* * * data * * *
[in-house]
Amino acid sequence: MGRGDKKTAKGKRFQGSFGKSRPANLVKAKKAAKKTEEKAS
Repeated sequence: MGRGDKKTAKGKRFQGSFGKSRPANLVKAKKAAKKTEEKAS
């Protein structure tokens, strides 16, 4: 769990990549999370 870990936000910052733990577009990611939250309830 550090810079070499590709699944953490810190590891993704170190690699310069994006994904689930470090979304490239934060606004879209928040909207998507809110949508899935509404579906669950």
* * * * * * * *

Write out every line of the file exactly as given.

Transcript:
[in-house]
Amino acid sequence: MGRGDKKTAKGKRFQGSFGKSRPANLVKAKKAAKKTEEKAS
Repeated sequence: MGRGDKKTAKGKRFQGSFGKSRPANLVKAKKAAKKTEEKAS
């Protein structure tokens, strides 16, 4: 769990990549999370 870990936000910052733990577009990611939250309830 550090810079070499590709699944953490810190590891993704170190690699310069994006994904689930470090979304490239934060606004879209928040909207998507809110949508899935509404579906669950």